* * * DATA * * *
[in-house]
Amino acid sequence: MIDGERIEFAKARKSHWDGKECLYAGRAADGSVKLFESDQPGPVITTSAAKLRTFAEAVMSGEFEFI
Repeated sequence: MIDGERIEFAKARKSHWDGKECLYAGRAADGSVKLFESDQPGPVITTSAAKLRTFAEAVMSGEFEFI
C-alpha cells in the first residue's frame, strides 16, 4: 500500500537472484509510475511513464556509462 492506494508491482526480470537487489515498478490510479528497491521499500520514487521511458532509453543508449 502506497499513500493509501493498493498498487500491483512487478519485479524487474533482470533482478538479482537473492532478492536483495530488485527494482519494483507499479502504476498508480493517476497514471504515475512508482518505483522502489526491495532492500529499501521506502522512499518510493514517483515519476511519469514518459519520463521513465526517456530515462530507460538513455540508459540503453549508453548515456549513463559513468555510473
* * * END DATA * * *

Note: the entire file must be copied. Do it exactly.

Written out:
[in-house]
Amino acid sequence: MIDGERIEFAKARKSHWDGKECLYAGRAADGSVKLFESDQPGPVITTSAAKLRTFAEAVMSGEFEFI
Repeated sequence: MIDGERIEFAKARKSHWDGKECLYAGRAADGSVKLFESDQPGPVITTSAAKLRTFAEAVMSGEFEFI
C-alpha cells in the first residue's frame, strides 16, 4: 500500500537472484509510475511513464556509462 492506494508491482526480470537487489515498478490510479528497491521499500520514487521511458532509453543508449 502506497499513500493509501493498493498498487500491483512487478519485479524487474533482470533482478538479482537473492532478492536483495530488485527494482519494483507499479502504476498508480493517476497514471504515475512508482518505483522502489526491495532492500529499501521506502522512499518510493514517483515519476511519469514518459519520463521513465526517456530515462530507460538513455540508459540503453549508453548515456549513463559513468555510473